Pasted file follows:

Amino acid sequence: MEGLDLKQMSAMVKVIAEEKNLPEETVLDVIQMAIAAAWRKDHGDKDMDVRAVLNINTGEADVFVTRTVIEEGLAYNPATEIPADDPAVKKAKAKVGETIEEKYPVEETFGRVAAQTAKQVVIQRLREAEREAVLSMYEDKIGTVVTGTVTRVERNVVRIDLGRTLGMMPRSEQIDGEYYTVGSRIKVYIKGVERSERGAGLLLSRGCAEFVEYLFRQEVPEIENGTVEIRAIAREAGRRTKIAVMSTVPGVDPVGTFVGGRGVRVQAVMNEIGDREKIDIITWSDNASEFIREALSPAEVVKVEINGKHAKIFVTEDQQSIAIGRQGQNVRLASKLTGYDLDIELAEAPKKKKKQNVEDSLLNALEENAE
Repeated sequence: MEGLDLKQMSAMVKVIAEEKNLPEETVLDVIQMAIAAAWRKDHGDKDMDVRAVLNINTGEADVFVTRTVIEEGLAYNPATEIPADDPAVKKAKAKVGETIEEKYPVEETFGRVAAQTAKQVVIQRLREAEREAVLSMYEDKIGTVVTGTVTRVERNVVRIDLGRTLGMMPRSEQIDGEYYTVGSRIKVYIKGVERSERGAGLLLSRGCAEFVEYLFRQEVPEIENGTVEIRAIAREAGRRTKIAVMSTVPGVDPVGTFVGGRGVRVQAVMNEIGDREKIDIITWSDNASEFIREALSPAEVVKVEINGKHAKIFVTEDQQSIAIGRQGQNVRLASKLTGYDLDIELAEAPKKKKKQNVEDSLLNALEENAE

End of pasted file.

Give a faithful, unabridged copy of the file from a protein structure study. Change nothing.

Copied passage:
Amino acid sequence: MEGLDLKQMSAMVKVIAEEKNLPEETVLDVIQMAIAAAWRKDHGDKDMDVRAVLNINTGEADVFVTRTVIEEGLAYNPATEIPADDPAVKKAKAKVGETIEEKYPVEETFGRVAAQTAKQVVIQRLREAEREAVLSMYEDKIGTVVTGTVTRVERNVVRIDLGRTLGMMPRSEQIDGEYYTVGSRIKVYIKGVERSERGAGLLLSRGCAEFVEYLFRQEVPEIENGTVEIRAIAREAGRRTKIAVMSTVPGVDPVGTFVGGRGVRVQAVMNEIGDREKIDIITWSDNASEFIREALSPAEVVKVEINGKHAKIFVTEDQQSIAIGRQGQNVRLASKLTGYDLDIELAEAPKKKKKQNVEDSLLNALEENAE
Repeated sequence: MEGLDLKQMSAMVKVIAEEKNLPEETVLDVIQMAIAAAWRKDHGDKDMDVRAVLNINTGEADVFVTRTVIEEGLAYNPATEIPADDPAVKKAKAKVGETIEEKYPVEETFGRVAAQTAKQVVIQRLREAEREAVLSMYEDKIGTVVTGTVTRVERNVVRIDLGRTLGMMPRSEQIDGEYYTVGSRIKVYIKGVERSERGAGLLLSRGCAEFVEYLFRQEVPEIENGTVEIRAIAREAGRRTKIAVMSTVPGVDPVGTFVGGRGVRVQAVMNEIGDREKIDIITWSDNASEFIREALSPAEVVKVEINGKHAKIFVTEDQQSIAIGRQGQNVRLASKLTGYDLDIELAEAPKKKKKQNVEDSLLNALEENAE